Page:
It’s difficult to wax poetic about the social media trends of today, because, based on social media's very nature, those trends could be irrelevant by tomorrow. Remember the fervent, yet short-lived excitement surrounding Vine?
Given consumers’ consistently fickle behaviors and the frequency with which platforms are introducing updates (daily, it seems!), displaying any kind of certainty about the future of social media seems ill advised.
However, based on an amalgamation of trends and platform shifts in recent months, we can be very certain about at least a few probable changes on social media’s horizon.
As you assess your company’s social performance for Q1 of 2017 and allocate budgets for the remainder of the year, here are a few trends and industry shifts that should be on your radar:
The rise of live video
A common denominator that unites all platforms is the goal of total audience engagement. For as long as they exist, Facebook, Snap (previously Snapchat), YouTube and even Twitter will be locked in an arms race over engagement, because without user engagement each platform risks irrelevancy.
Today, arguably the most engaging tool in each platform’s arsenal is live video. Although Snap’s Stories have been around since 2013, and have become a staple feature of that ephemeral app, Facebook’s massive live-streaming launch in 2016 made both audiences and brands take notice of the potential of going live. Fast forward four months, to when Facebook’s sister-network Instagram introduced its600 million-plus user base to its own version of live stories. Then, finally, this past February of 2017, YouTube announced its own live-streaming TV service.
From funny viral videos to viral conflicts, the live-streaming of events across networks shaped the culture in 2016, and will likely only grow in prominence as 2017 continues. Live videos are on the minds of every platform, and they should be on the minds of every marketer, as well.
In fact, live videos are shaping up to be far more than fleeting novelty features for each network; brands and publishers experimenting with the format are seeing record engagement numbers. Consider food publisher Tastemade: It had already experienced success with its pre-produced videos on Facebook, but when the brand experimented with live-streaming, it racked up 3.7 million views.
The lesson here: Audiences like to experience live content because it not only makes them feel more connected to the event, but also eliminates the perfection pressure that had permeated social networks for years. Live-streaming videos are far from perfect -- they’re real, after all -- but today’s audiences crave authenticity in social content.
A few years ago, it was simple to box each major social network into its own category. Facebook was for connecting with friends; Instagram was for sharing artistic curations and life snippets; Snap was for sharing playful, unfiltered moments; and Twitter was for microblogging.
Each platform served a distinct purpose. Last year, 2016, however, blurred those formerly precise boundaries. Platforms now are morphing into versions of one another. Facebook’s recent Stories launch and Snap’s redesign with universal search functionality are recent examples of the ways in which each platform is taking cues from others and expanding its features to offer audiences more holistic experiences.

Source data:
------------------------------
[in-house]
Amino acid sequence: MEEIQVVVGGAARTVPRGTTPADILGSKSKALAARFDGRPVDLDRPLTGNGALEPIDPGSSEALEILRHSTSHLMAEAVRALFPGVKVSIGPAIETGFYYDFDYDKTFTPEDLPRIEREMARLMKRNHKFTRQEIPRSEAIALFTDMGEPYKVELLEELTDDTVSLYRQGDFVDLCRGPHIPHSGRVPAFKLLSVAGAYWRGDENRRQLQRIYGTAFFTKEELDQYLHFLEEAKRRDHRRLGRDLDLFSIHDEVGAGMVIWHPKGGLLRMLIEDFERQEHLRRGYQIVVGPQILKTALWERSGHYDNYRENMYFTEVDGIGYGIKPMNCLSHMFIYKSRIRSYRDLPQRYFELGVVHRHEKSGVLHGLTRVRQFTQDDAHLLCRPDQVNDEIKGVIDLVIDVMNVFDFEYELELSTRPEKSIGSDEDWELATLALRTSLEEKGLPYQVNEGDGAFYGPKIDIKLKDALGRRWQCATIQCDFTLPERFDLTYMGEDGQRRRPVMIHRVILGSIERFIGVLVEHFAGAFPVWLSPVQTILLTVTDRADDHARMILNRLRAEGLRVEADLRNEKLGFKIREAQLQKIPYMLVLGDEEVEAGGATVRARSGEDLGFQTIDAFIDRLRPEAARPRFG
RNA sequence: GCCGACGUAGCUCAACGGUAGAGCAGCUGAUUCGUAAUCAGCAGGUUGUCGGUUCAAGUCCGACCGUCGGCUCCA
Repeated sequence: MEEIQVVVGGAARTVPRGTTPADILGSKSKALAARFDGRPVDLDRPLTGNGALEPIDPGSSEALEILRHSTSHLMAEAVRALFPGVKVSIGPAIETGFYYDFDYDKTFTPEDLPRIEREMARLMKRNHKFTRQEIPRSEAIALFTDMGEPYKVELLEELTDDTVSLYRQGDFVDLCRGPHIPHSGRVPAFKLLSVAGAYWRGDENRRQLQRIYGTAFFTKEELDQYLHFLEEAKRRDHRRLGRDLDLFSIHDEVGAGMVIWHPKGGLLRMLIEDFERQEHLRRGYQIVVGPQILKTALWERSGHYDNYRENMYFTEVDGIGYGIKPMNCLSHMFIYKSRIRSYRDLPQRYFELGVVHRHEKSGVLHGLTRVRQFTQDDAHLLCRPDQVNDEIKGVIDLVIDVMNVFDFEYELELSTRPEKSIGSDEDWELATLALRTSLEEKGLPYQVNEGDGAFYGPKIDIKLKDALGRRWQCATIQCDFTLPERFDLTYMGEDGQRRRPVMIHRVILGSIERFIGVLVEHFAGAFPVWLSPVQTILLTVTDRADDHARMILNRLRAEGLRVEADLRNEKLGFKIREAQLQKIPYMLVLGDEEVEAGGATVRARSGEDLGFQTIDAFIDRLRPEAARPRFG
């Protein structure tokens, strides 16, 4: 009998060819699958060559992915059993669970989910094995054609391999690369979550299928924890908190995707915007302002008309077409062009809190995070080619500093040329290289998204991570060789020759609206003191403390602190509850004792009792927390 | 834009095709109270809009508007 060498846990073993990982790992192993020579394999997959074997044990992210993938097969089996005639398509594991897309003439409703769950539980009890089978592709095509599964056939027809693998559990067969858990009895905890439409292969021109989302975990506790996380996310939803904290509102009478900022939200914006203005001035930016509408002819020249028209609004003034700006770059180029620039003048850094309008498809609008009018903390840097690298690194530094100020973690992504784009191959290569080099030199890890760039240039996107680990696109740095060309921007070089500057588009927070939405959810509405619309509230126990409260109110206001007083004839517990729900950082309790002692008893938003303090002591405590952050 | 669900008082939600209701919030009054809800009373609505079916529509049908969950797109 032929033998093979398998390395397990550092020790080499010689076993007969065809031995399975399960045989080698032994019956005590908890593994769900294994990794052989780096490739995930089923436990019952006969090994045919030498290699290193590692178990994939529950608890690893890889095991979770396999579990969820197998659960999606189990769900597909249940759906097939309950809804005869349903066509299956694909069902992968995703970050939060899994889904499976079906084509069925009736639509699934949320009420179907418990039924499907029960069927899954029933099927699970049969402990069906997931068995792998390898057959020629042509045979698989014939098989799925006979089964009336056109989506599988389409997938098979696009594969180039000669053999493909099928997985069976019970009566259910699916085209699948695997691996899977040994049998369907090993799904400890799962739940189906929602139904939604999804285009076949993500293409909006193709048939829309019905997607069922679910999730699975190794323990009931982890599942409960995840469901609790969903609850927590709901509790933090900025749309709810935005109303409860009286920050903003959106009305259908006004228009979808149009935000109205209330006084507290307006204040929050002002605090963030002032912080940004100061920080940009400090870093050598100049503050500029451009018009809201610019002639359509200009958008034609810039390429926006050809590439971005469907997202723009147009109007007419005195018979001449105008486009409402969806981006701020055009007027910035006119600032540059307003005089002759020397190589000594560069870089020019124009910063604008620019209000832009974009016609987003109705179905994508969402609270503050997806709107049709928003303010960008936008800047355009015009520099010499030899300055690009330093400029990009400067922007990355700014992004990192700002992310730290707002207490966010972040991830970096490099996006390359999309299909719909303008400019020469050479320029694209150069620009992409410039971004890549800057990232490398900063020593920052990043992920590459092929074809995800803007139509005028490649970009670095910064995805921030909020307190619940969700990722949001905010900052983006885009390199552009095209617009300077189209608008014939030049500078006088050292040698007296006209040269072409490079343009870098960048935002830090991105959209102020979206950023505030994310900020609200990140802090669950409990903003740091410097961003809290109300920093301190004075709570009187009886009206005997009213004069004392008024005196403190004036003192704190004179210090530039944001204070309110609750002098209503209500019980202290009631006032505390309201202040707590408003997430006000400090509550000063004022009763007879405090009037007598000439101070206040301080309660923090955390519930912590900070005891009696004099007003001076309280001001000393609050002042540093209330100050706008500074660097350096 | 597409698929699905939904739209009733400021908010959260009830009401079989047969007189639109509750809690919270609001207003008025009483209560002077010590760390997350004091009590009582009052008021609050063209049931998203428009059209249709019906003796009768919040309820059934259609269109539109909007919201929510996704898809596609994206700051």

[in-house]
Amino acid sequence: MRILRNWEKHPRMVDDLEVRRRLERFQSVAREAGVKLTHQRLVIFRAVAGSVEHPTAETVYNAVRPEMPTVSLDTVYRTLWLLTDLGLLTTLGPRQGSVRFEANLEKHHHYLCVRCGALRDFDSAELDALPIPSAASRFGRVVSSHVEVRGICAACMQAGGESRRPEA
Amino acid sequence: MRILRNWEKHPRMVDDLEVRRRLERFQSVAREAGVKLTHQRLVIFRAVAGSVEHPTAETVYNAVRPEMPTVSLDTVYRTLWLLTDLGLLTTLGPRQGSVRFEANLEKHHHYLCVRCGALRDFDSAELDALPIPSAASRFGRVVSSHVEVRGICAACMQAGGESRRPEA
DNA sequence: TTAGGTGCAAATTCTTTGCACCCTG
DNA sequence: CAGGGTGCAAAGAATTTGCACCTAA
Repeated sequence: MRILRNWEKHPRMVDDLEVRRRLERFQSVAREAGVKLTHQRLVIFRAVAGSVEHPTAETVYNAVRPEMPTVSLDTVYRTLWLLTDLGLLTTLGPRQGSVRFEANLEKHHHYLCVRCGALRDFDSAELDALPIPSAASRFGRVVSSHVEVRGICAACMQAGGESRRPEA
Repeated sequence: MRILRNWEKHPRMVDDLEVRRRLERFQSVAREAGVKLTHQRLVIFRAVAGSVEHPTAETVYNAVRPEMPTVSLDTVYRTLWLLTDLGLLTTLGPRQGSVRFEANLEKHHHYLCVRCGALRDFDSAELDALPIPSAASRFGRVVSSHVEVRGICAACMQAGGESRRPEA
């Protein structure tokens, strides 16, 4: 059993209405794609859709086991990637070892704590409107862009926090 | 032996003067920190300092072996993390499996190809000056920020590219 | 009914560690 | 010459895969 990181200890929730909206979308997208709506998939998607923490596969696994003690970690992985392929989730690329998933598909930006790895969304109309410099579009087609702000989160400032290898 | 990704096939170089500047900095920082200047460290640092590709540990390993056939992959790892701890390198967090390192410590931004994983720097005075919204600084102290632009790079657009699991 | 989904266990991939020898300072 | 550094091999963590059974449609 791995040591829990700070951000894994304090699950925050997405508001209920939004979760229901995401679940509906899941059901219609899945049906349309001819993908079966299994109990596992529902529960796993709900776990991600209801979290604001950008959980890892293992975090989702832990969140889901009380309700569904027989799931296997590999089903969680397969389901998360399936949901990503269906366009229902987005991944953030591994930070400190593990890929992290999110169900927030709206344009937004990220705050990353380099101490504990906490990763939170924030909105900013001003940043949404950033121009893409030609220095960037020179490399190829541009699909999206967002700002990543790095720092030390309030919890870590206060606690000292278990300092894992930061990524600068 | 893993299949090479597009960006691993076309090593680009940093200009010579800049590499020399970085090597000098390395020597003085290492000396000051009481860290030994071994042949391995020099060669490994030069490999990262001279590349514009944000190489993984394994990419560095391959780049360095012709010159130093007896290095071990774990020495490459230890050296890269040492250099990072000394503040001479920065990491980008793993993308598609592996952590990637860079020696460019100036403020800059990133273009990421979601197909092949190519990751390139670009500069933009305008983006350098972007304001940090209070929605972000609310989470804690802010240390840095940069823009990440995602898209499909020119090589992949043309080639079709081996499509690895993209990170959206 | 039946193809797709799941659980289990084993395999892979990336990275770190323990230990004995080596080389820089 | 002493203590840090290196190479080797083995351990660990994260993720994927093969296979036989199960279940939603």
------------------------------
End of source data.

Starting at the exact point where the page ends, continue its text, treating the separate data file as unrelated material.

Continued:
What does this mean for brands? Perhaps it’s no longer necessary to expend equal amounts of budgeting and resources across platforms. As platforms evolve and take on shared characteristics, brands gain the opportunity to dig into their numbers on each platform and decide which networks are worth their while for scaling up or down.
Perhaps your brand has had a difficult time gaining traction on Snap by utilizing Facebook and Instagram’s live video features and incorporating 360 degree immersive photographs and videos in your content strategy. You need to rethink how your brand can offer engaging experiences that naturally attract young audiences already on Facebook and Instagram.
Integration of virtual reality
Virtual Reality continues to be one of the buzziest topics in marketing. From Facebook’s acquisition of Oculus Rift (LINK) and the recent 360 app launch, to Snap’s Spectacles, platforms are going all in on the potential of a virtual future.
First and foremost, VR technology offers brands the chance to tell completely innovative and interactive stories. As more brands begin to experiment with VR-produced stories and gamified features, audiences' expectations will rise. Soon, the brands that aren't investing in VR projects will lag behind in consumers’ minds.
Also, because VR for so long has been the futuristic topic it has, there’s a danger in marketers thinking that they have plenty of time to adopt VR practices. But the time for VR is here; CNN is one brand that is already exploring the storytelling benefits of VR with its new immersive journalism unit, CNNVR.
As a marketer, it’s your responsibility to set the vision for your company in motion; you have to see trends far off on the horizon and set programs in motion before consumers expect them. However, the dynamic features of the social media landscape make this kind of forecasting difficult. No one can know, with certainty, what 2017 will bring in terms of social.
However, there have been several encouraging signs pointing to live video, platform crossovers and virtual reality as some of the trends that will pave the way for future band success across social networks.
Written by AJ Agrawal, CEO and co-founder of Alumnify. an alumni-engagement platform.